As districts across the country look for ways to recruit and retain more teachers, international data for the 2021-22 school year suggest looking to other countries for ideas on pay and supports.
In its new Education at a Glance 2022 data release, the Organization for Economic Development and Cooperation finds U.S. teachers at most grades spend more time working on average than their colleagues in other countries. However, elementary and secondary teachers globally have seen their workloads tick up closer to those of their American peers since the pandemic.
For example, U.S. elementary school teachers’ work hours haven’t changed much since 2019, but at more than 1,000 a year on average, American educators work more than 200 more hours than their peers worldwide. U.S. elementary and high school teachers work more hours than those in any OECD country but Costa Rica, and middle school teachers work more hours than their peers everywhere but Costa Rica and Mexico.
The report also found about half of OECD countries changed their laws around instruction to make it easier for students and teachers to use virtual learning, and the majority have increased teacher training for both remote instruction and technology use in the classroom.
“Probably we have seen more technological change in schools in the last two years than in the last 20 years before,” said Andreas Schleicher, OECD’s director for education and skills and special adviser on education policy to the secretary-general, in a briefing on the data earlier this week. As a result, teachers now spend more of their work time in direct instruction, and countries are dedicating more time to training teachers in how to use technology in their classrooms.
“Instruction time has increased, and it’s become much more targeted to ensuring that students do have opportunities to catch up,” Schleicher said. “You can see very clearly that enhanced provision of digital training for students is either in planning or in place. You can see also enhanced provision of in-service digital training to teachers.”
“That has been one of the main lessons: You can have great technology, but if it’s not effectively integrated in the pedagogical practice, it’s of limited use,” he said.
The United States does not require specific teacher professional development supports at the federal level, but OECD found 17 countries fully pay the cost of all required teacher professional development; six countries also pay for optional teacher training. Since the pandemic, the OECD found more countries also have begun to require additional supports for teacher well-being.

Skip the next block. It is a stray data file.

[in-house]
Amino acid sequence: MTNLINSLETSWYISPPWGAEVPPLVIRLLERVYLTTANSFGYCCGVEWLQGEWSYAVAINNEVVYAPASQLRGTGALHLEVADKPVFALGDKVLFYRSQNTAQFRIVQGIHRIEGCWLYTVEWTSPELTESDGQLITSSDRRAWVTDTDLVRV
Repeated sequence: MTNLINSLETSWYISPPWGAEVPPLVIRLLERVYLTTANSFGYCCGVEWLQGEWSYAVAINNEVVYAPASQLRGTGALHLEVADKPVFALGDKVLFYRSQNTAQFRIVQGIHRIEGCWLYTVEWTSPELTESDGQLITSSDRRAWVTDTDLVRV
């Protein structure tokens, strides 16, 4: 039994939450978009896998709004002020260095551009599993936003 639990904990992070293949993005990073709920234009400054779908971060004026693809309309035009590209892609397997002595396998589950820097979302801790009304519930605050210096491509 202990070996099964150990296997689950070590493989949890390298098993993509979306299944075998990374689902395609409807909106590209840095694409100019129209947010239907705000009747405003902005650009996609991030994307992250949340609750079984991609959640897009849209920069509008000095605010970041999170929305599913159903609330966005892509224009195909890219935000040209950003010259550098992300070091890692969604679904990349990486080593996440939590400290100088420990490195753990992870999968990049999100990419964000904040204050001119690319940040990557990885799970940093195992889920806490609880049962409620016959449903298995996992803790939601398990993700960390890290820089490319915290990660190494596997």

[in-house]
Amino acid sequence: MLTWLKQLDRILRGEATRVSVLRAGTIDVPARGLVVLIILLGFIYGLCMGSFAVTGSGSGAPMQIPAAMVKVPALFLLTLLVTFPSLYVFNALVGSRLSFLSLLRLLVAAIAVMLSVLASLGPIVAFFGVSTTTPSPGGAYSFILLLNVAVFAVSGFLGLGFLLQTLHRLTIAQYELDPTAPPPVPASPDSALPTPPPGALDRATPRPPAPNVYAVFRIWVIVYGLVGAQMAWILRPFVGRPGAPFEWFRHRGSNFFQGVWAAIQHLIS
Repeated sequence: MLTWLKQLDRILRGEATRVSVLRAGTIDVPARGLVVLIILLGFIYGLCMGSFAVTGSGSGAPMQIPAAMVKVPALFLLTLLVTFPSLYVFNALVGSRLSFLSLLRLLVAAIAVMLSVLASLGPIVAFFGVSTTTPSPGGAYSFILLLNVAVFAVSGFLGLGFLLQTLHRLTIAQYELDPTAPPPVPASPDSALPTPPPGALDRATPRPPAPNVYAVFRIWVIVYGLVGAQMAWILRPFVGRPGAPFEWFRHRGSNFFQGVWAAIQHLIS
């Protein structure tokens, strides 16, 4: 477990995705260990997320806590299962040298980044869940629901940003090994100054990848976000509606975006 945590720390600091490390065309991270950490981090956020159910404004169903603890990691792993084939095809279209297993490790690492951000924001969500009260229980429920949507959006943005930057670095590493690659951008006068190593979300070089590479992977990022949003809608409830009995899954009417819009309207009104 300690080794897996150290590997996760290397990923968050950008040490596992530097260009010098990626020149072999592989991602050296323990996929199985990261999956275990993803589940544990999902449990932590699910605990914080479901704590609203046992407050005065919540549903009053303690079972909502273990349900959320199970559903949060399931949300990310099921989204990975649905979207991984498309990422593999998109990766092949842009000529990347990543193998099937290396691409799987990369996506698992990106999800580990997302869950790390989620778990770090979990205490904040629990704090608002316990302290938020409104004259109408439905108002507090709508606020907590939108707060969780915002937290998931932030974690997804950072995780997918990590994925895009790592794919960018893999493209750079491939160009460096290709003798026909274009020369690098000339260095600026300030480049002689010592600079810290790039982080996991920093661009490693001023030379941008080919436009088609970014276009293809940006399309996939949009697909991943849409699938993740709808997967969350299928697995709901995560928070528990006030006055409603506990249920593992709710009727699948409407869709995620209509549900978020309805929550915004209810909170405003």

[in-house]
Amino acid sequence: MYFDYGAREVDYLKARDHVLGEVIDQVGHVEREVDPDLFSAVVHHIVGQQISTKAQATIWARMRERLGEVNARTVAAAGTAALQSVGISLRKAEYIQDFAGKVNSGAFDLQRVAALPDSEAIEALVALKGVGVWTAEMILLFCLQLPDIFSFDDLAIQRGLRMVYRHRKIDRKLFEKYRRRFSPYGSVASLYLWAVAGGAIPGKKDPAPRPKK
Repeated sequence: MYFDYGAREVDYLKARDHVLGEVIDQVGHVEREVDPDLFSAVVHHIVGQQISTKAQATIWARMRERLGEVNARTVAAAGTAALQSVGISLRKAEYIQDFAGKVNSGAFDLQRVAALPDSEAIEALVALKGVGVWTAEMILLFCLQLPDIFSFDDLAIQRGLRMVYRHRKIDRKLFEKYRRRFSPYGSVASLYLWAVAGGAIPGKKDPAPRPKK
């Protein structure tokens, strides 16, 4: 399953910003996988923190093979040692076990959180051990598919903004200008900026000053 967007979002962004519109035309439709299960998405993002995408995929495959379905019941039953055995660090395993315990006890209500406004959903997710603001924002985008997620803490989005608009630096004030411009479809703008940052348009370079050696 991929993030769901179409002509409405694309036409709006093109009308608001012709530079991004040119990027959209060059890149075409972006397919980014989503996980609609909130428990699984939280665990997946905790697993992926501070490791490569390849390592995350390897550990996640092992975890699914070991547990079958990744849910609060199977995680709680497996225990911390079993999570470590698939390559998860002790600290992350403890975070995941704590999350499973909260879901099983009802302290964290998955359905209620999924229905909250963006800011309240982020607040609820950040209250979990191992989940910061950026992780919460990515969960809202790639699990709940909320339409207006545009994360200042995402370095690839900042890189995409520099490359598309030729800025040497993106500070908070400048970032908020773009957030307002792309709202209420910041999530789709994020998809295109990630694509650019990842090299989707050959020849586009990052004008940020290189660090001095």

“Most countries actually are looking very carefully at the impact of the pandemic and what they can do,” Schleicher said. “Virtually every country that we have surveyed puts an emphasis on looking at the well-being of teachers and the effectiveness of the distance learning arrangements that countries put in place during the pandemic.”
Changing teacher demographics
Globally, teacher and principal salaries tend to increase with their level of education, but across countries that participated in the survey, preschool, elementary, and secondary teachers earned 4 percent to 14 percent lower salaries than other college-educated workers. On average across grade spans, teachers in OECD countries earned about 90 percent of what similarly educated, adult full-time workers in their countries made, taking into account salaries and bonuses. In the United States, however, teachers on average made half of what similarly educated peers made in other fields.
By contrast, elementary and secondary principals earned on average 30 percent higher salaries than the average college-educated workers. (The OECD did not have average salary data for principals weighted to account for specific levels of higher education, such as master’s degrees, that school leaders in some school systems are required to have.) In the United States, school leaders earned 1.1 times as much as workers with college degrees generally, but 80 percent of that of similarly educated peers in other fields.
While COVID-19 disproportionately affected older school staff, the OECD found it has not changed the overall share of teaching staff over 40, which has remained at 40 percent on average worldwide among OECD countries since 2015.
The OECD tracks teacher and other national education data in 38 member countries, as well as of Argentina, Brazil, China, India, Indonesia, Saudi Arabia, and South Africa.